Impact of divorce on children’s mental health
The role family breakdown plays in the causes of mental disorder is frequently unacknowledged. The causes of children’s mental health problems are often rooted in or sustained by the dynamics of family relationships. Research highlights the association between mental illness and coming from fractured, dysfunctional and fatherless families.
Family breakdown and conflict were considered by the Good Childhood Inquiry Report to have the biggest adverse impact on children’s well-being. Conflict between parents has been associated with an array of adjustment problems in children. The Inquiry found that children with separated, single or step-parents are 50 per cent more likely to fail at school, have low esteem, struggle with peer relationships and have behavioural difficulties, anxiety or depression.
The National Child Development Study (which has tracked around 17,000 people born in Britain during one week in 1958 over the course of their lives) has recently shown that greater social acceptance of divorce has not reduced its impact on children. When outcomes for this group were compared with children born in 1970, children from both cohorts whose parents split up are equally likely to end up without qualifications, claiming benefits and suffering depression (and more likely than those from intact families).
Source: Centre for Social Justice Mental Health: Poverty, Ethnicity and Family Breakdown Interim Policy Briefing. February 2011.
Trauma and anger
My brother, Andrew, a fair-haired, fair-skinned, attractive child with a different nature to me, had been with me throughout all the changing circumstances of my childhood, yet it was hard to know precisely how he was impacted by events. He was interested in electrical circuitry and motorbike engines but there was no male role model or mentor to encourage or guide him in this, so he was left to tinker with these on his own. Aged 15 he began absenting himself from school, disappearing along a local mud track with a friend to shoot at cows and birds with an air rifle. Despite people’s efforts, he left school without a single qualification.
Aged 19 while on a Youth Opportunity Programme, he began to feel unwell, believing people could read his thoughts. His paranoia deepened into a psychosis which made it impossible for him to hold down his job at a holiday camp. A diagnosis of schizophrenia was made and he embarked on a life of dependency on antipsychotic prescription drugs. Except for one care assistant, who believed he exhibited all the characteristics of a traumatised child, no medical professional or social care employee linked his illness to childhood trauma.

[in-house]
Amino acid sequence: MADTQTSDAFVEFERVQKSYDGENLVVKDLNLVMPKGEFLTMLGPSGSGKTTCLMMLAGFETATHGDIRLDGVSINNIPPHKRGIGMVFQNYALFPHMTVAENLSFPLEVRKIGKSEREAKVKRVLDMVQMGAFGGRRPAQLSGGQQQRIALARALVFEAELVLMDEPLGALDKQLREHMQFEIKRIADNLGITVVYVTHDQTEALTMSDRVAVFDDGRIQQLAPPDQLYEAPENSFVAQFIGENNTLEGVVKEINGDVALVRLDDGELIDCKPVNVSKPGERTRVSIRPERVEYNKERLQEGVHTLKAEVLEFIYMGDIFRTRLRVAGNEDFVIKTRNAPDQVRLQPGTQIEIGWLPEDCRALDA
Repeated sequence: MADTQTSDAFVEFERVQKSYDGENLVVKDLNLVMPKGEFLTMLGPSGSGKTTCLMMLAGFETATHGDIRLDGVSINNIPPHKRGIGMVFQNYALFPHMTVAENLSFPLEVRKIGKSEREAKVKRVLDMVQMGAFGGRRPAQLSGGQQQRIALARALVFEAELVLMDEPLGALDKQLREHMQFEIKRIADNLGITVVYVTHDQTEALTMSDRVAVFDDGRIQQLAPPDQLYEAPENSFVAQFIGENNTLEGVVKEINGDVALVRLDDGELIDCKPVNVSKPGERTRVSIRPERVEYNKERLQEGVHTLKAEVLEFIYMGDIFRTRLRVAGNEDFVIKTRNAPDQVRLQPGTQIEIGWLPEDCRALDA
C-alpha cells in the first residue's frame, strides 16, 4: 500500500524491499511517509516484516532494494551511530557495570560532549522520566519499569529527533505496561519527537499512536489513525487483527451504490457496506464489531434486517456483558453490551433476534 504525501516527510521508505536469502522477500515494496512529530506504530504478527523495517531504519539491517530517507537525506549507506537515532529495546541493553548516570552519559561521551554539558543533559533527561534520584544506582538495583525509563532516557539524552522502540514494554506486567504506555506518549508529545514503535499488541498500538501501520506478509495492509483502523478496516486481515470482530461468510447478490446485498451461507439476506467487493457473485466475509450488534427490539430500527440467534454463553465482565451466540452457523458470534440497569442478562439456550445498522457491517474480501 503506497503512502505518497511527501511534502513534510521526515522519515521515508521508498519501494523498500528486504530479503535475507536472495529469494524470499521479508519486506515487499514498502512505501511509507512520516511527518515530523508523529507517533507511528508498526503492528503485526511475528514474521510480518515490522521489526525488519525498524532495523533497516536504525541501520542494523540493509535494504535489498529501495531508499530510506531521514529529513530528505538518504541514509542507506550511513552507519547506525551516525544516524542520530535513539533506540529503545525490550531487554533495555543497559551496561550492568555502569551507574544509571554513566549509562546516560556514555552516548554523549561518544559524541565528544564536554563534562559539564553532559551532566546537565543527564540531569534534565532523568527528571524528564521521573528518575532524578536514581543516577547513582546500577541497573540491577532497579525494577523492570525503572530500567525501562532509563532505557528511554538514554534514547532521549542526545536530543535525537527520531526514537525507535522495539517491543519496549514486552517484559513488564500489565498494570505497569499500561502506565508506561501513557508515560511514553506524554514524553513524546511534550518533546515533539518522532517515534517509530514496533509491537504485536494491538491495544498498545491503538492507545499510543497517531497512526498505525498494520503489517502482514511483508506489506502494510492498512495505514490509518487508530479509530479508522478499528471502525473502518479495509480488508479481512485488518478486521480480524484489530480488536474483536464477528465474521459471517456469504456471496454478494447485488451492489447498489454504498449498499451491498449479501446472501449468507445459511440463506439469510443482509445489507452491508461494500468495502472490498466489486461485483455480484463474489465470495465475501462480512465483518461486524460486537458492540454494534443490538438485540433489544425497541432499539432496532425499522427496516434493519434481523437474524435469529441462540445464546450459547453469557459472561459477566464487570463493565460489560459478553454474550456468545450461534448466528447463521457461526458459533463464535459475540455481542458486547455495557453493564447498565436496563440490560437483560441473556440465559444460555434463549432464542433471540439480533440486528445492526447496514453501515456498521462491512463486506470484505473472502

Dad told me to tell you you’re no longer his daughter
I grew into an angry teenager. Rebellious and out of control, I held any form of religion in contempt and believed Christianity was a human construct, a form of social control. I refused to accept it. Local churches didn’t reach out to our community but Mormons, Jehovah’s Witnesses and tarot card readers frequently targeted the estate.
Dad’s visits took place twice a year: in December for my birthday and in July for Andrew’s. At the age of 18 I felt I barely knew him and, having a summer job to go to, stayed away on the day of his visit. I didn’t see it as a big deal but he did. I returned home in the evening to hear my brother say as I entered the kitchen, “Dad told me to tell you you’re no longer his daughter.”
Dad can’t mean it, I told myself. But the weeks turned into months, then into years, and it became clear he had meant every word. I wanted to be reconciled but my only contact with him was through the law courts. He didn’t want to be found by me. With every change in my circumstances I wrote to him, hoping for a reply. None ever came.
Christian engagement in areas of social deprivation
It is encouraging to see the Church’s refreshed social conscience through projects and programmes aimed at alleviating the effects of disadvantage but many seem to be run at arm’s length from the communities they serve. Despite the image of incarnational ministry as radical and on trend, it remains the mission model of the few. The costs associated with relocating for the sake of the least, last and lost appear too high for the majority of Christians.
Among the exceptions to this is the Eden Network linked to The Message Trust. Through partnership with churches the Eden Network seeks to send and support missionaries who sacrificially share the gospel and show it in action.
Now entering its 20th year, Eden has deployed over 500 volunteers to live and serve in the nation’s most deprived communities and has just launched its 50th team.
18 of those teams have been plants focused on reestablishing local church at the heart of disadvantaged communities.
Who am I?